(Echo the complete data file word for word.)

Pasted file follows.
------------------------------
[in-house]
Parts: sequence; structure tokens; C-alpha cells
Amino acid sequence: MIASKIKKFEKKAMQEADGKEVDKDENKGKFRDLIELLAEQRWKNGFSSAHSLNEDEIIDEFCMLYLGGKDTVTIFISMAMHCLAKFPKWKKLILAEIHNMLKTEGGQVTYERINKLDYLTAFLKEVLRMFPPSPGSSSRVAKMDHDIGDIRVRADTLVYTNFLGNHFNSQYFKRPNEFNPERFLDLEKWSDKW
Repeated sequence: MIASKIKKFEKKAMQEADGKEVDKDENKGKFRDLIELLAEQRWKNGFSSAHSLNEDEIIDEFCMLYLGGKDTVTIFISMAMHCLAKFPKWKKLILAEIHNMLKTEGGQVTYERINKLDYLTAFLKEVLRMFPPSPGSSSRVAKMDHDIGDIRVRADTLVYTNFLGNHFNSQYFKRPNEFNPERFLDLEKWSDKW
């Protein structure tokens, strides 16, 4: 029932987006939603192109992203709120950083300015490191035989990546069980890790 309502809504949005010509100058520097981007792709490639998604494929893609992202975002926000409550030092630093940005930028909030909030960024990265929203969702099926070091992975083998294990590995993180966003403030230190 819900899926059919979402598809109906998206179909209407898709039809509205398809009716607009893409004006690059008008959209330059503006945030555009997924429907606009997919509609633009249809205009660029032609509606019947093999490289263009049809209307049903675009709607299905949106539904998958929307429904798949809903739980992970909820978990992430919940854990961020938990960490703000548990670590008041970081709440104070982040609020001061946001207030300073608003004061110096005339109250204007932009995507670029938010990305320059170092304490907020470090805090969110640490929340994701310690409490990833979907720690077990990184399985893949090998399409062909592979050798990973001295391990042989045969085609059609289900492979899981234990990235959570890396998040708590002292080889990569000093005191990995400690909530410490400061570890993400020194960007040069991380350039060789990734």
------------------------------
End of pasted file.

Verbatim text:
[in-house]
Parts: sequence; structure tokens; C-alpha cells
Amino acid sequence: MIASKIKKFEKKAMQEADGKEVDKDENKGKFRDLIELLAEQRWKNGFSSAHSLNEDEIIDEFCMLYLGGKDTVTIFISMAMHCLAKFPKWKKLILAEIHNMLKTEGGQVTYERINKLDYLTAFLKEVLRMFPPSPGSSSRVAKMDHDIGDIRVRADTLVYTNFLGNHFNSQYFKRPNEFNPERFLDLEKWSDKW
Repeated sequence: MIASKIKKFEKKAMQEADGKEVDKDENKGKFRDLIELLAEQRWKNGFSSAHSLNEDEIIDEFCMLYLGGKDTVTIFISMAMHCLAKFPKWKKLILAEIHNMLKTEGGQVTYERINKLDYLTAFLKEVLRMFPPSPGSSSRVAKMDHDIGDIRVRADTLVYTNFLGNHFNSQYFKRPNEFNPERFLDLEKWSDKW
């Protein structure tokens, strides 16, 4: 029932987006939603192109992203709120950083300015490191035989990546069980890790 309502809504949005010509100058520097981007792709490639998604494929893609992202975002926000409550030092630093940005930028909030909030960024990265929203969702099926070091992975083998294990590995993180966003403030230190 819900899926059919979402598809109906998206179909209407898709039809509205398809009716607009893409004006690059008008959209330059503006945030555009997924429907606009997919509609633009249809205009660029032609509606019947093999490289263009049809209307049903675009709607299905949106539904998958929307429904798949809903739980992970909820978990992430919940854990961020938990960490703000548990670590008041970081709440104070982040609020001061946001207030300073608003004061110096005339109250204007932009995507670029938010990305320059170092304490907020470090805090969110640490929340994701310690409490990833979907720690077990990184399985893949090998399409062909592979050798990973001295391990042989045969085609059609289900492979899981234990990235959570890396998040708590002292080889990569000093005191990995400690909530410490400061570890993400020194960007040069991380350039060789990734």